REVIEW: The Code for Love and Heartbreak by Jillian Cantor

Posted October 9th, 2020 by in Blog, HJ Recommends, Review, YA / 2 comments

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The Code for Love and Heartbreak by Jillian Cantor: In our truly relative world of grey, this delightfully sweet read is the epitome of Young Adult Romance; its innocence as light as a summer sun shower and its thematic intent as bright as a full moon.

Emma, our idiosyncratic and socially awkward protagonist, is a Senior Maths super-nerd who relies heavily on numbers and sums to make sense of life. In fact, numbers are calming, and in Emma Woodhouse’s black and white Universalist world, what other equation would she possible ever have to rely on? With her sister Izzy leaving to study in California, who has been something of a social guide, helping Emma navigate the social nuances she can’t fathom, Emma faces her senior year alone, looking forward to winning valedictorian and being co-president of the Coding Club.

Centred predominantly around the trials and tribulations of developing a project for the National Coding Championships, Emma is inspired by her sisters parting words – that she should endeavour to get a boyfriend and if not, code a robot one. And so after some serious debate on what their ultimate project will be, the Coding Club decide on a dating app that uses algorithms to predict a person’s perfect match. After all, for Emma, in matters of love, that’s the only logical thing that makes sense. Her Coding Club co-president, childhood best friend, and closest academic rival George, attempts, somewhat in vain, to warn Emma of the risks in developing her dating app, however, Emma is certain that maths never lies and despite having no real understanding of love herself, convinces the Club that this is the most original project yet and sure to win them the championship.

Increasingly, in our ever-expanding tech reality, algorithms are fine tuned to appeal to our politics, our interests, our tastes and our desires, and so on many levels, it is logical that a dating app can pair us with a ‘perfect match’ based on these things. Except of course, love and attraction often aren’t logical. Thematically, the inexplicable nature of love is explored beautifully and gently, and in many ways highlights that despite tech companies best efforts, there will likely be no code for love and heartbreak.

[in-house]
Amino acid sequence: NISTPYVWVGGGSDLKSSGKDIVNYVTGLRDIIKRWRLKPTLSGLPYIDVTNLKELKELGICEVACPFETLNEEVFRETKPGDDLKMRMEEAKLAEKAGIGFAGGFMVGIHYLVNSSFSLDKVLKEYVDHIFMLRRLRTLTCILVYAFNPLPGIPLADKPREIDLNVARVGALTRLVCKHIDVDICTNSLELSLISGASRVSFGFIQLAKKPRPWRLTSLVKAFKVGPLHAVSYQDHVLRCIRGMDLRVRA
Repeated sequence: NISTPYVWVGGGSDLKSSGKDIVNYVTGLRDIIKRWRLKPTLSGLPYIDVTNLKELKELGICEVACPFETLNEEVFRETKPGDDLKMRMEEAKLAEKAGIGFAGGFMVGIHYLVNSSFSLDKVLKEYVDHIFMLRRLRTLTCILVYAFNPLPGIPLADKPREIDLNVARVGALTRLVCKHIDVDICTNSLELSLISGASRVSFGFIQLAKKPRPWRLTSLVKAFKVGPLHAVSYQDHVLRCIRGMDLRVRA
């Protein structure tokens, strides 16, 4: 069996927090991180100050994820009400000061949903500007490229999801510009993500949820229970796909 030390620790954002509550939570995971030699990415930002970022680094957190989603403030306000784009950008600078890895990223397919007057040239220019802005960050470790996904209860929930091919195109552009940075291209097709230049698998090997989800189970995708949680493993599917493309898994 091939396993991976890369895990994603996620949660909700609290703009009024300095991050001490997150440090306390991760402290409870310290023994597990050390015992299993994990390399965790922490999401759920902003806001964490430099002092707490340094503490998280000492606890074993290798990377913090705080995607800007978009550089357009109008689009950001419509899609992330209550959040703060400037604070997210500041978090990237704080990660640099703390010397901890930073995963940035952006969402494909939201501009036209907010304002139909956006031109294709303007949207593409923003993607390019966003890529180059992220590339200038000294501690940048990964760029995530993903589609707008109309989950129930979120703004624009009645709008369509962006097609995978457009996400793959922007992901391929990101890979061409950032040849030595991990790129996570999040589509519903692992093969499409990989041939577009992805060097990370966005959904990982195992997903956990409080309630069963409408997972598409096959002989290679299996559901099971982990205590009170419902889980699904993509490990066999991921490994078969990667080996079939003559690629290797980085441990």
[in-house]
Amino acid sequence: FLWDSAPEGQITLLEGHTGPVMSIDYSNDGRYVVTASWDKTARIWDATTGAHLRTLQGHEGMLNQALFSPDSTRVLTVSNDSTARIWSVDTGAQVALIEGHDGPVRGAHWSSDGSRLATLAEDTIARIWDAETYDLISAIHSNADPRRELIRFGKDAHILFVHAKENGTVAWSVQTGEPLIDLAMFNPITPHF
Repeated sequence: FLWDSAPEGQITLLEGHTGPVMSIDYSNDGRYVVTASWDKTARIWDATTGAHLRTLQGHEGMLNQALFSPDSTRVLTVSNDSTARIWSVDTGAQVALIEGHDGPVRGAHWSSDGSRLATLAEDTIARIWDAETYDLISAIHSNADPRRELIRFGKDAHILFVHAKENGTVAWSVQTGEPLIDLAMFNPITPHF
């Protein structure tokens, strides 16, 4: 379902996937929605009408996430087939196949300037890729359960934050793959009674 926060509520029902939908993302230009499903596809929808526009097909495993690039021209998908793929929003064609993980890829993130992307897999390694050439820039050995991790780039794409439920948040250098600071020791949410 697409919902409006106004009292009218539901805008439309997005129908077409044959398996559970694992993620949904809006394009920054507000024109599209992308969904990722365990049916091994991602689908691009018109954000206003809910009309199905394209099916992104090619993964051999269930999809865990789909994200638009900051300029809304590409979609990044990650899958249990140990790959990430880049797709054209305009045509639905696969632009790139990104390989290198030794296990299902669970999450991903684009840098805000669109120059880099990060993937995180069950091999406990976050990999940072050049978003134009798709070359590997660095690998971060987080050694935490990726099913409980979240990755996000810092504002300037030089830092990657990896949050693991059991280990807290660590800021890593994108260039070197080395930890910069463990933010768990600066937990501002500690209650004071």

Irrespective of our social ease or, as is the case with Emma, social ineptitude, humans are ultimately motivated by our inherent aesthetic tastes, and so, in many ways, Cantor introduced a critical lens through which to view the overarching purpose. And whilst the writing is by no means mind-blowingly descriptive or delicate, particularly given this is a modern take on the original Jane Austen classic Emma, it is undeniably suited to the narrative voice. Furthermore, with it’s lack of overt sexual references or sex scenes and absence of nudity and adult themes, beyond love itself, this tame Young Adult Romance is very appropriate for young people and therefore very fit for purpose. Wonderfully innocent characters, clever little action kernels and some philosophically challenging undertones peppered this read to deliver a lovely Happily Ever After that any romance reader will be hard pressed to not smile at, because like love, what makes us smile is simply not code-able.

 

Book Info:

Publication: 6th October 2020 | Inkyard Press |

Emma Woodhouse is a genius at math, but clueless about people. After all, people are unreliable. They let you down—just like Emma’s sister, Izzy, did this year, when she moved to California for college. But numbers…those you can count on. (No pun intended.)

Emma’s senior year is going to be all about numbers, and seeing how far they can take her. When she and George, her Coding Club co-president, are tasked with brainstorming a new project, The Code for Love is born—a matchmaking app that goes far beyond swiping, using algorithms to calculate compatibility. George disapproves of Emma’s idea, accusing her of meddling in people’s lives. But all the happy new couples at school are proof that the app works. At least at first.

Emma’s code is flawless. So why is it that perfectly matched couples start breaking up, the wrong people keep falling for each other and her own feelings defy any algorithm? Emma thought math could solve everything. But there’s nothing more complex—or unpredictable—than love.

 

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